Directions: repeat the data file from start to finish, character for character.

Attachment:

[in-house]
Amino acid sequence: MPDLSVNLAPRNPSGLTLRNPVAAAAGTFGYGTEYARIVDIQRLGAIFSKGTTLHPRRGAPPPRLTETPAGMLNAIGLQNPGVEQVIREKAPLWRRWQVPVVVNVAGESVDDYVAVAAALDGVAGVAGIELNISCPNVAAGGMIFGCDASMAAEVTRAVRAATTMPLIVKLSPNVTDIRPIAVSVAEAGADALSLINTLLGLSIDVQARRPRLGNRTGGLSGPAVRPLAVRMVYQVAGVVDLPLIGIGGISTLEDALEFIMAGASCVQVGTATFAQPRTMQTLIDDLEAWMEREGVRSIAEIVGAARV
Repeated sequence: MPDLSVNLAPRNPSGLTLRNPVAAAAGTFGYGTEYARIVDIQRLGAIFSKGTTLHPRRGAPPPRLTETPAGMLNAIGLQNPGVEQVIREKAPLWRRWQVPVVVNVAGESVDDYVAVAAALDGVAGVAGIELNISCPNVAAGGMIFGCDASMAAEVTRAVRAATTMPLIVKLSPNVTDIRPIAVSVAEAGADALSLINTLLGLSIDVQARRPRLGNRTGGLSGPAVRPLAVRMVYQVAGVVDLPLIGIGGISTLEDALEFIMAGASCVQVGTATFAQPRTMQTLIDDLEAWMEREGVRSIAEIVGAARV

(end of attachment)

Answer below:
[in-house]
Amino acid sequence: MPDLSVNLAPRNPSGLTLRNPVAAAAGTFGYGTEYARIVDIQRLGAIFSKGTTLHPRRGAPPPRLTETPAGMLNAIGLQNPGVEQVIREKAPLWRRWQVPVVVNVAGESVDDYVAVAAALDGVAGVAGIELNISCPNVAAGGMIFGCDASMAAEVTRAVRAATTMPLIVKLSPNVTDIRPIAVSVAEAGADALSLINTLLGLSIDVQARRPRLGNRTGGLSGPAVRPLAVRMVYQVAGVVDLPLIGIGGISTLEDALEFIMAGASCVQVGTATFAQPRTMQTLIDDLEAWMEREGVRSIAEIVGAARV
Repeated sequence: MPDLSVNLAPRNPSGLTLRNPVAAAAGTFGYGTEYARIVDIQRLGAIFSKGTTLHPRRGAPPPRLTETPAGMLNAIGLQNPGVEQVIREKAPLWRRWQVPVVVNVAGESVDDYVAVAAALDGVAGVAGIELNISCPNVAAGGMIFGCDASMAAEVTRAVRAATTMPLIVKLSPNVTDIRPIAVSVAEAGADALSLINTLLGLSIDVQARRPRLGNRTGGLSGPAVRPLAVRMVYQVAGVVDLPLIGIGGISTLEDALEFIMAGASCVQVGTATFAQPRTMQTLIDDLEAWMEREGVRSIAEIVGAARV